A BBC documentary on the Taliban was blocked in Pakistan on Tuesday
Pakistan said Wednesday it was looking at summoning the BBC to demand an explanation over a documentary about the Taliban that has left the BBC World News channel
Cable operators pulled the channel late Tuesday amid anger over NATO air strikes that killed 24 Pakistani soldiers.
The move raises concerns about censorship in the conservative Muslim country of 167 million, where Facebook was briefly banned in 2010, just days after the Pakistan Telecommunication Authority sought to ban "obscene" text messages.
Khalid Arain, chairman of the Cable Operators Association of Pakistan, confirmed that BBC World News was off-air nationwide and that other Western news channels had been ordered "not to indulge in anti-Pakistan propaganda".
The row relates to a two-part BBC documentary, "Secret Pakistan," which questions Pakistan's commitment to tackling Taliban militancy.
The BBC said it was deeply concerned by the move, and called for its channel to be speedily reinstated.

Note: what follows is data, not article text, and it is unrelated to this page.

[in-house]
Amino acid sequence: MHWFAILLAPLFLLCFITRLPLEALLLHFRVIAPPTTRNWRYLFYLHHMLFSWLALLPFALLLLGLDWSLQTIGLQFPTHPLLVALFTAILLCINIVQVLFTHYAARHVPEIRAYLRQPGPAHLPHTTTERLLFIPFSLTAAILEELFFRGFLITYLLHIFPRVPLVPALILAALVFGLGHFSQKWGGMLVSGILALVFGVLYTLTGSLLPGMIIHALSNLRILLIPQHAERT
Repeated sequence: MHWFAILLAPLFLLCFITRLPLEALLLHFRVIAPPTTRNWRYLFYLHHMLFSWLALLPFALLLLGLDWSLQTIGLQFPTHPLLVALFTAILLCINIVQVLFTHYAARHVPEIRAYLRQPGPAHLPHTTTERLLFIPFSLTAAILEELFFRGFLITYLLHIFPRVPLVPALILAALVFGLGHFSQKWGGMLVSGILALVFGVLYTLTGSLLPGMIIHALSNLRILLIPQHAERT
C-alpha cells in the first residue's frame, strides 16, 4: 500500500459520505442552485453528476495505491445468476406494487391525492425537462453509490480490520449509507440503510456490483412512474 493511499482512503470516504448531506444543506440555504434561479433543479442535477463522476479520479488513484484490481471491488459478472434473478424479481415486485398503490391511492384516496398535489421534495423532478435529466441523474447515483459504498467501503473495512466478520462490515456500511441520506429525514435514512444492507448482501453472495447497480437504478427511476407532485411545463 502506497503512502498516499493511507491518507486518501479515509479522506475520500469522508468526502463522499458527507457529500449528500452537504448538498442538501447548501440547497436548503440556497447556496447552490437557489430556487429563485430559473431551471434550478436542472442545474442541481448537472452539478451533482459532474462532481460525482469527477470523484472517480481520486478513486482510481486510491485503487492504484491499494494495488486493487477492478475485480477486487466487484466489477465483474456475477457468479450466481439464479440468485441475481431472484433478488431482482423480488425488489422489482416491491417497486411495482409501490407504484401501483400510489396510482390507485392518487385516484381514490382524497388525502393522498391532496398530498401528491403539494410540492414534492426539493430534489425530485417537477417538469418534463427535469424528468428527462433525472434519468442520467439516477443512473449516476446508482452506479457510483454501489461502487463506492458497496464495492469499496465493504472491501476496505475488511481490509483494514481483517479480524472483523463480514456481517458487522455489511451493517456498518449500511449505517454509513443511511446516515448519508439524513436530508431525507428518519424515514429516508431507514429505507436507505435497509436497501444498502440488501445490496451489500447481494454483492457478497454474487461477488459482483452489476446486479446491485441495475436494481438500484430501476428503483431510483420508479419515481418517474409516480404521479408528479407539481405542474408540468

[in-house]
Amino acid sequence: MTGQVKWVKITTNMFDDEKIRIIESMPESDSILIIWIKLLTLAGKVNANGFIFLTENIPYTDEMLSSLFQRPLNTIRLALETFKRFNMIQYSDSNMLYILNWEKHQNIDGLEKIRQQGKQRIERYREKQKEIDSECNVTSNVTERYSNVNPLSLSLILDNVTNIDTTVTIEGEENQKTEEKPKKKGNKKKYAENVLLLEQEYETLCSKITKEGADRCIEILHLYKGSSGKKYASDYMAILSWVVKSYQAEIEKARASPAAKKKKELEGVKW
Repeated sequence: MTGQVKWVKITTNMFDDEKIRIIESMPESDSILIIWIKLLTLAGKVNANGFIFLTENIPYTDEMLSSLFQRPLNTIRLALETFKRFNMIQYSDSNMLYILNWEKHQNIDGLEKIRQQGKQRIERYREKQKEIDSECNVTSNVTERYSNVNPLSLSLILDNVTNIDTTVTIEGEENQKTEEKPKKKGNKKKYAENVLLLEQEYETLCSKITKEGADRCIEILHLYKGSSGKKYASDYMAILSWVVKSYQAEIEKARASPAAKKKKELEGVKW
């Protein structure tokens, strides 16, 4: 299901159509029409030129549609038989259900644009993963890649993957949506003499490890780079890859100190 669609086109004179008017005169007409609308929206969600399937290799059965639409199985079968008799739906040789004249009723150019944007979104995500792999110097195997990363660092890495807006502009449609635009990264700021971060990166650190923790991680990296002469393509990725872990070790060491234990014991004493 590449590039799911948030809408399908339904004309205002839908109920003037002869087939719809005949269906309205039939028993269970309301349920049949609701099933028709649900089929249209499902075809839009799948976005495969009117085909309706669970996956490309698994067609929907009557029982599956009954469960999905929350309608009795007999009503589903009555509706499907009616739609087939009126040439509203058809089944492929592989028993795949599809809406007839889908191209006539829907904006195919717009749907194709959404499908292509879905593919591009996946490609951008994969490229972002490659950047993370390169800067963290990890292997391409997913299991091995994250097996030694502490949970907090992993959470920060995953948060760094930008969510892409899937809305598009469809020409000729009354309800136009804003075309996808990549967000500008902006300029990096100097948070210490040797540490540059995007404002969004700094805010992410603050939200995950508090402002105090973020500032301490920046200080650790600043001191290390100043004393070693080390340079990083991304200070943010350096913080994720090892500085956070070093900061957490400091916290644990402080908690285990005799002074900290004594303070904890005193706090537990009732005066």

Pakistan's media regulator, PEMRA, said: "Definitely, since an issue has been highlighted, the authorities will review the contents of the broadcast and their programmes."
"The authorities can summon BBC representatives and seek an explanation from them," PEMRA spokesman Tahir Izhar told AFP.
Arain said Pakistan was not legally bound to show any foreign channels and was also monitoring Britain's Sky News for "any objectionable content."
Pakistan has aroused increasing criticism overseas and from human rights campaigners within the country over censorship. The row over the BBC saw people post links to the documentary on their Facebook and Twitter accounts.
"It is clear violation of our basic right to information. I condemn it," said Shujauddin Qureshi, a human rights activist.
Saad Haroon wrote on Twitter, "They have taken BBC off the air in Pakistan, great, now we will be the LAST to know when they bomb us."
Last week, the Pakistan Telecommunication Authority was forced to row back from banning text messages containing any of nearly 1,700 "obscene" words, many of which were seemingly innocuous, following outrage from users and campaigners.
Pakistan blocked Facebook for nearly two weeks in May 2010 in a storm of controversy about a competition to draw the Prophet Mohammed and has restricted access to hundreds of websites because of alleged blasphemy.